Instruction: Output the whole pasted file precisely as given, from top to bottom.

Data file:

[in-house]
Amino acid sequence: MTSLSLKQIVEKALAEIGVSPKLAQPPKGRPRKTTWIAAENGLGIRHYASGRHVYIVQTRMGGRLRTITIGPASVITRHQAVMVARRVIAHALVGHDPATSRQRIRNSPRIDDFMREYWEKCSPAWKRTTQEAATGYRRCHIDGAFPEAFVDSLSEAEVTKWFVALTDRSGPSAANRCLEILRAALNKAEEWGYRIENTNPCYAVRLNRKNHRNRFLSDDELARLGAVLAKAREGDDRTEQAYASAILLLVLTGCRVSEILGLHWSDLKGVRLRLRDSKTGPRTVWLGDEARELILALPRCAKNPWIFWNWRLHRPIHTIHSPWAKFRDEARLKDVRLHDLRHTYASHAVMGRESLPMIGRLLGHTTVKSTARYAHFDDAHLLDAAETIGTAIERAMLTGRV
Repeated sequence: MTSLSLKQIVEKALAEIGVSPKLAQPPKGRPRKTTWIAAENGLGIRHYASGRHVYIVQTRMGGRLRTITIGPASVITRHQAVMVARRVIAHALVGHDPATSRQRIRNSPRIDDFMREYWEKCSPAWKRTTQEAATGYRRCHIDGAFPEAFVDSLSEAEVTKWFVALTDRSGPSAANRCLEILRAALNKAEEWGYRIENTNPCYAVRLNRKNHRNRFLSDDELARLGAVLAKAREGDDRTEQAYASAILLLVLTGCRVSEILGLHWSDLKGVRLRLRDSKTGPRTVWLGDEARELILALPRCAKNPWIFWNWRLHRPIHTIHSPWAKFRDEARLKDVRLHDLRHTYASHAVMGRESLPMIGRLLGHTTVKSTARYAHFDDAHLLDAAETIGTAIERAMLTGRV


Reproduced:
[in-house]
Amino acid sequence: MTSLSLKQIVEKALAEIGVSPKLAQPPKGRPRKTTWIAAENGLGIRHYASGRHVYIVQTRMGGRLRTITIGPASVITRHQAVMVARRVIAHALVGHDPATSRQRIRNSPRIDDFMREYWEKCSPAWKRTTQEAATGYRRCHIDGAFPEAFVDSLSEAEVTKWFVALTDRSGPSAANRCLEILRAALNKAEEWGYRIENTNPCYAVRLNRKNHRNRFLSDDELARLGAVLAKAREGDDRTEQAYASAILLLVLTGCRVSEILGLHWSDLKGVRLRLRDSKTGPRTVWLGDEARELILALPRCAKNPWIFWNWRLHRPIHTIHSPWAKFRDEARLKDVRLHDLRHTYASHAVMGRESLPMIGRLLGHTTVKSTARYAHFDDAHLLDAAETIGTAIERAMLTGRV
Repeated sequence: MTSLSLKQIVEKALAEIGVSPKLAQPPKGRPRKTTWIAAENGLGIRHYASGRHVYIVQTRMGGRLRTITIGPASVITRHQAVMVARRVIAHALVGHDPATSRQRIRNSPRIDDFMREYWEKCSPAWKRTTQEAATGYRRCHIDGAFPEAFVDSLSEAEVTKWFVALTDRSGPSAANRCLEILRAALNKAEEWGYRIENTNPCYAVRLNRKNHRNRFLSDDELARLGAVLAKAREGDDRTEQAYASAILLLVLTGCRVSEILGLHWSDLKGVRLRLRDSKTGPRTVWLGDEARELILALPRCAKNPWIFWNWRLHRPIHTIHSPWAKFRDEARLKDVRLHDLRHTYASHAVMGRESLPMIGRLLGHTTVKSTARYAHFDDAHLLDAAETIGTAIERAMLTGRV